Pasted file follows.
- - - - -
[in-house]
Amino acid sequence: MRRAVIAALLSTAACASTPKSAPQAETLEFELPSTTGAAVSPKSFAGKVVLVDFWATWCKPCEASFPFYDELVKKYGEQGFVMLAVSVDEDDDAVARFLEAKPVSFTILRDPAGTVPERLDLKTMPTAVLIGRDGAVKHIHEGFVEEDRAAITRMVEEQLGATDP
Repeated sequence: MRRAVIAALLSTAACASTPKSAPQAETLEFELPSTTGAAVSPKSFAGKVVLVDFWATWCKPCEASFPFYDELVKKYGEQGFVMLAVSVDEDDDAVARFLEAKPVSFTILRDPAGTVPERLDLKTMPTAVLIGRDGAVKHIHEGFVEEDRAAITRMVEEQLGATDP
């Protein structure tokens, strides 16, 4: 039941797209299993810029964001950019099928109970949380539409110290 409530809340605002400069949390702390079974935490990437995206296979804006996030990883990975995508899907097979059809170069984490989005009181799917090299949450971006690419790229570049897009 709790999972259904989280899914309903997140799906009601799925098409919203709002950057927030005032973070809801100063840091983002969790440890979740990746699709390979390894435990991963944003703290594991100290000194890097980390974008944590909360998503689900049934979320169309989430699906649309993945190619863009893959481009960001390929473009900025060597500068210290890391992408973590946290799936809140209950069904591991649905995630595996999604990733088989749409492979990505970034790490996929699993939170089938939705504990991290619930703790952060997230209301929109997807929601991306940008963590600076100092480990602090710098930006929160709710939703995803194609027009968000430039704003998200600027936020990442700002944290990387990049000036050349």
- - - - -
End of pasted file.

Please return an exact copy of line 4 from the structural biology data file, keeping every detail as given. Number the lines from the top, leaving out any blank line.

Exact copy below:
């Protein structure tokens, strides 16, 4: 039941797209299993810029964001950019099928109970949380539409110290 409530809340605002400069949390702390079974935490990437995206296979804006996030990883990975995508899907097979059809170069984490989005009181799917090299949450971006690419790229570049897009 709790999972259904989280899914309903997140799906009601799925098409919203709002950057927030005032973070809801100063840091983002969790440890979740990746699709390979390894435990991963944003703290594991100290000194890097980390974008944590909360998503689900049934979320169309989430699906649309993945190619863009893959481009960001390929473009900025060597500068210290890391992408973590946290799936809140209950069904591991649905995630595996999604990733088989749409492979990505970034790490996929699993939170089938939705504990991290619930703790952060997230209301929109997807929601991306940008963590600076100092480990602090710098930006929160709710939703995803194609027009968000430039704003998200600027936020990442700002944290990387990049000036050349």